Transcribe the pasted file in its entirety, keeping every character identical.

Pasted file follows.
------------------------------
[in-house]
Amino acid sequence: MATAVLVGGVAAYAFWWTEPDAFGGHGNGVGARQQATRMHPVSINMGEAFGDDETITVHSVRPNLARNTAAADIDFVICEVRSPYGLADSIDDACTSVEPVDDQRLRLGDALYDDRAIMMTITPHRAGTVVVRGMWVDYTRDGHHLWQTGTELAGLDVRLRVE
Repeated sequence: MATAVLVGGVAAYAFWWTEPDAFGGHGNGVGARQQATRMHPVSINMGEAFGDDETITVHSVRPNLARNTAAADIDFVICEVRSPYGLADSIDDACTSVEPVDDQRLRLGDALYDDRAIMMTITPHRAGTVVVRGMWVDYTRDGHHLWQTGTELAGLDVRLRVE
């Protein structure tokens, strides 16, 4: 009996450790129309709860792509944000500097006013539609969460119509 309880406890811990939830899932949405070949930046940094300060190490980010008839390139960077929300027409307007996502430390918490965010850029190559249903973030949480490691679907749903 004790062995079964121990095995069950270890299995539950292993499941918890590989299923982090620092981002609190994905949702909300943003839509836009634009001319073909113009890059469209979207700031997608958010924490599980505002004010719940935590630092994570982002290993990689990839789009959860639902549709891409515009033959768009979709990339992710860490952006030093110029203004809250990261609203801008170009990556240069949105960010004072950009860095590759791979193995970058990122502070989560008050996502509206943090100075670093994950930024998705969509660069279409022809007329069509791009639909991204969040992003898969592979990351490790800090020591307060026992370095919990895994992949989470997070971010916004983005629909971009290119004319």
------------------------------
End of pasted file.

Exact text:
[in-house]
Amino acid sequence: MATAVLVGGVAAYAFWWTEPDAFGGHGNGVGARQQATRMHPVSINMGEAFGDDETITVHSVRPNLARNTAAADIDFVICEVRSPYGLADSIDDACTSVEPVDDQRLRLGDALYDDRAIMMTITPHRAGTVVVRGMWVDYTRDGHHLWQTGTELAGLDVRLRVE
Repeated sequence: MATAVLVGGVAAYAFWWTEPDAFGGHGNGVGARQQATRMHPVSINMGEAFGDDETITVHSVRPNLARNTAAADIDFVICEVRSPYGLADSIDDACTSVEPVDDQRLRLGDALYDDRAIMMTITPHRAGTVVVRGMWVDYTRDGHHLWQTGTELAGLDVRLRVE
């Protein structure tokens, strides 16, 4: 009996450790129309709860792509944000500097006013539609969460119509 309880406890811990939830899932949405070949930046940094300060190490980010008839390139960077929300027409307007996502430390918490965010850029190559249903973030949480490691679907749903 004790062995079964121990095995069950270890299995539950292993499941918890590989299923982090620092981002609190994905949702909300943003839509836009634009001319073909113009890059469209979207700031997608958010924490599980505002004010719940935590630092994570982002290993990689990839789009959860639902549709891409515009033959768009979709990339992710860490952006030093110029203004809250990261609203801008170009990556240069949105960010004072950009860095590759791979193995970058990122502070989560008050996502509206943090100075670093994950930024998705969509660069279409022809007329069509791009639909991204969040992003898969592979990351490790800090020591307060026992370095919990895994992949989470997070971010916004983005629909971009290119004319």